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Sampling Distributions of Proportions. Sampling Distribution. Is the distribution of possible values of a statistic from all possible samples of the same size from the same population In the case of the pennies, it’s the distribution of all possible sample proportions (p). We will use:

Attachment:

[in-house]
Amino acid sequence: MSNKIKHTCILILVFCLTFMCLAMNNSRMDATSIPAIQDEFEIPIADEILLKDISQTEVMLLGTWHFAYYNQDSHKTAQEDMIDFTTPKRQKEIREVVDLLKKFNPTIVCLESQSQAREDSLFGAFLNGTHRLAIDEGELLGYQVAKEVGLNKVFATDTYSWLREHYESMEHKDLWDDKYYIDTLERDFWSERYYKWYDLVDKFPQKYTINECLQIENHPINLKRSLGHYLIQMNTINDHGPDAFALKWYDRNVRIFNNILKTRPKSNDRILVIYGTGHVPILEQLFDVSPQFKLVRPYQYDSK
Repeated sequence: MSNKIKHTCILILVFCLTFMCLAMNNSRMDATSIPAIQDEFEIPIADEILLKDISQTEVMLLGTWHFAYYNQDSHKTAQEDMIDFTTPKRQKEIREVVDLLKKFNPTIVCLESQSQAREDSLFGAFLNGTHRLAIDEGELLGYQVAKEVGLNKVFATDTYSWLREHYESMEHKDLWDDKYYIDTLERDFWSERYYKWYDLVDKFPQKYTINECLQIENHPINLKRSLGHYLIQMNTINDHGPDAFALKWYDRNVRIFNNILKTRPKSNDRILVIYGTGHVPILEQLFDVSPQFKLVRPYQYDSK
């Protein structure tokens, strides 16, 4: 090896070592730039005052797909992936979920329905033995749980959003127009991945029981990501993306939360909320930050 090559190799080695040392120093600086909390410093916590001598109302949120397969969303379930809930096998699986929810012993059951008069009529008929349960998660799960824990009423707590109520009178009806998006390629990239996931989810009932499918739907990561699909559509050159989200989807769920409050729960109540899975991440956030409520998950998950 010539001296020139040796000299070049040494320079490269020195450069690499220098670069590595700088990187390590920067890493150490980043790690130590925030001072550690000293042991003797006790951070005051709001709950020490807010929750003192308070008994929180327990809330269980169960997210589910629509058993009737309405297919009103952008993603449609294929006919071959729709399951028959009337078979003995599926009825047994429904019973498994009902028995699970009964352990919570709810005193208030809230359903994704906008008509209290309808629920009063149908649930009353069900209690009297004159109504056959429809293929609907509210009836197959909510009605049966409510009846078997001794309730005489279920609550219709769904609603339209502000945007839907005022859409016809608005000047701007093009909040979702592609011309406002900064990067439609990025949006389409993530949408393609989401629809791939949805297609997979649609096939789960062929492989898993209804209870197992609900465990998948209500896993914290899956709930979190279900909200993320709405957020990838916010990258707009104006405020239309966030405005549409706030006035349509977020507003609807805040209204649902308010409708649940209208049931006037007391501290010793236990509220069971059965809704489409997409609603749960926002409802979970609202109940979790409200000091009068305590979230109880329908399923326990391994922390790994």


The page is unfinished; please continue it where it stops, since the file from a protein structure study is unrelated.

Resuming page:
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Sampling Distributions of ProportionsSampling DistributionIs the distribution of possible values of a statistic from all possible samples of the same size from the same population In the case of the pennies, it’s the distribution of all possible sample proportions (p) We will use:p for the population proportionand p-hat for the sample proportionSuppose we have a population of six people: Alice, Ben, Charles, Denise, Edward, & FrankWhat is the proportion of females?What is the parameter of interest in this population?Draw samples of two from this population.How many different samples are possible?1/3Proportion of females6C2 =15Alice & Ben .5 Alice & Charles .5 Alice & Denise 1 Alice & Edward .5 Alice & Frank .5 Ben & Charles 0 Ben & Denise .5Ben & Edward 0Ben & Frank 0Charles & Denise .5Charles & Edward 0Charles & Frank 0Denise & Edward .5Denise & Frank .5Edward & Frank 0Find the 15 different samples that are possible & find the sample proportion of the number of females in each sample.How does the mean of the sampling distribution (mp-hat) compare to the population parameter (p)?mp-hat = pFind the mean & standard deviation of all p-hats.Formulas:These are found on the formula chart!Correction factor – multiply byDoes the standard deviation of the sampling distribution equal the equation?NO -So – in order to calculator the standard deviation of the sampling distribution, we MUST be sure that our sample size is less than 10% of the population!WHY?We are sampling more than 10% of our population! If we use the correction factor, we will see that we are correct.Assumptions (Rules of Thumb)Sample size must be less than 10% of the population (independence) Sample size must be large enough to ensure a normal approximation can be used. np > 10 & n (1 – p) > 10Why does the second assumption insure an approximate normal distribution?Remember back to binomial distributionsSuppose n = 10 & p = 0.1(probability of a success), a histogram of this distribution is strongly skewed right!np > 10 & n(1-p) > 10 insures that the sample size is large enough to have a normal approximation!Now use n = 100 & p = 0.1 (Now np > 10!) While the histogram is still strongly skewed right – look what happens to the tail!Based on past experience, a bank believes that 7% of the people who receive loans will not make payments on time. The bank recently approved 200 loans.What are the mean and standard deviation of the proportion of clients in this group who may not make payments on time?Are assumptions met?What is the probability that over 10% of these clients will not make payments on time?Yes – np = 200(.07) = 14n(1 - p) = 200(.93) = 186Ncdf(.10, 1E99, .07, .01804) = .0482Suppose one student tossed a coin 200 times and found only 42% heads. Do you believe that this is likely to happen?np = 200(.5) = 100 & n(1-p) = 200(.5) = 100Since both > 10, I can use a normal curve!Find m & s using the formulas.No – since there is approximately a 1% chance of this happening, I do not believe the student did this.Assume that 30% of the students at BHS wear contacts. In a sample of 100 students, what is the probability that more than 35% of them wear contacts?Check assumptions!mp-hat = .3 & sp-hat = .045826np = 100(.3) = 30 & n(1-p) =100(.7) = 70Ncdf(.35, 1E99, .3, .045826) = .1376

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